Tag Archives: Thomas Paine

Common Sense democracy history Jean-Jacques Rousseau journalism philosophy public discourse

Thomas Paine’s Common Sense and the philosophy of revolution

This paper was originally written for a journalism history course At OWU.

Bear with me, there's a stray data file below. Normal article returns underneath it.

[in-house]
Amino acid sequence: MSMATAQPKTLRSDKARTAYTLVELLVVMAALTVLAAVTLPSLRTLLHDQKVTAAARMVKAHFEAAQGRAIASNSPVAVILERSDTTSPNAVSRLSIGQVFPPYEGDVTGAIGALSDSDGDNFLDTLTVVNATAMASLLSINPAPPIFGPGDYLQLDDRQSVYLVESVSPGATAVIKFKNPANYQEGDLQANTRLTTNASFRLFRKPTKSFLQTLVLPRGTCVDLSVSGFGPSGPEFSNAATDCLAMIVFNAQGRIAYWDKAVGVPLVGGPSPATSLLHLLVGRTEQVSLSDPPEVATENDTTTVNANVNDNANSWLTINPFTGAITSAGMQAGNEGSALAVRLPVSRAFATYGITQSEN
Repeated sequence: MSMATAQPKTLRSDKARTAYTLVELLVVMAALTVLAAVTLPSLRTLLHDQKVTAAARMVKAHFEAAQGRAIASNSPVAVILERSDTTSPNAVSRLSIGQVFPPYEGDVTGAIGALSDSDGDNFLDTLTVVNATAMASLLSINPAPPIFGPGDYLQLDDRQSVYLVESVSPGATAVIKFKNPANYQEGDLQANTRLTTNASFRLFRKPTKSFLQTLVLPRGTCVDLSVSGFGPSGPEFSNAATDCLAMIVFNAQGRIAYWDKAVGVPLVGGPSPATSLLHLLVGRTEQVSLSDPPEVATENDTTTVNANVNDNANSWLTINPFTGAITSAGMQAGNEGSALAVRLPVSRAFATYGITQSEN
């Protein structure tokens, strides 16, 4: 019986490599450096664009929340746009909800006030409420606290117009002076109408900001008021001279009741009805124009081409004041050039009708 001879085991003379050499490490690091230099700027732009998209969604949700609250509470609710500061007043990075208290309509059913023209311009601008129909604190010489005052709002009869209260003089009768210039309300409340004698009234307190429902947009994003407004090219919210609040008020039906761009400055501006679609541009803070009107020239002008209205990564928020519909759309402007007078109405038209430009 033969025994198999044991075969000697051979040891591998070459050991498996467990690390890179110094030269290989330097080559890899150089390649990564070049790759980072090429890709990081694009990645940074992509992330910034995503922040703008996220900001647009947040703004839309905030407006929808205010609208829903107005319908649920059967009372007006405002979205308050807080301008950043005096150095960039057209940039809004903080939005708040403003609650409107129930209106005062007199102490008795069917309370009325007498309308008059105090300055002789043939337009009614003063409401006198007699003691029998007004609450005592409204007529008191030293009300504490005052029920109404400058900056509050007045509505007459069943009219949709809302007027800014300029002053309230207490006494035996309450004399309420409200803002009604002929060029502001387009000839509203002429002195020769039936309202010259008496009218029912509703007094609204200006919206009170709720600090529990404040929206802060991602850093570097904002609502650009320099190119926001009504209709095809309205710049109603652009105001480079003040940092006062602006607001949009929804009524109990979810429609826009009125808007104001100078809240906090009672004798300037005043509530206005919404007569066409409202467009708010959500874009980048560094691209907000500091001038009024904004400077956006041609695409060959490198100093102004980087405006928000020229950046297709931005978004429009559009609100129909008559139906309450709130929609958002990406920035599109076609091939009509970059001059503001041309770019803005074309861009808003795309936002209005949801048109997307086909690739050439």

The first thing that struck me when reading from Common Sense was the similarity of Thomas Paine’s work to another author, Jean-Jacques Rousseau.  I don’t believe the similarity in style is simply due to the fact that these men wrote in nearly the same era.  It certainly has little to do with subject matter; Paine was goading a revolution, Rousseau was opining on philosophy.  But there is a similarity in the way they construct and maintain arguments, probably because their arguments were prompted by similar purposes.  Where Rousseau was challenging views long held by establishment philosophers, Paine was challenging established political beliefs.  Where Rousseau leaves the levels of abstraction we often find in philosophy and brings in real-life examples and histories, Paine elevates his arguments above just the coarseness of the British troops and questions the very philosophies that keep Britain in power in America.

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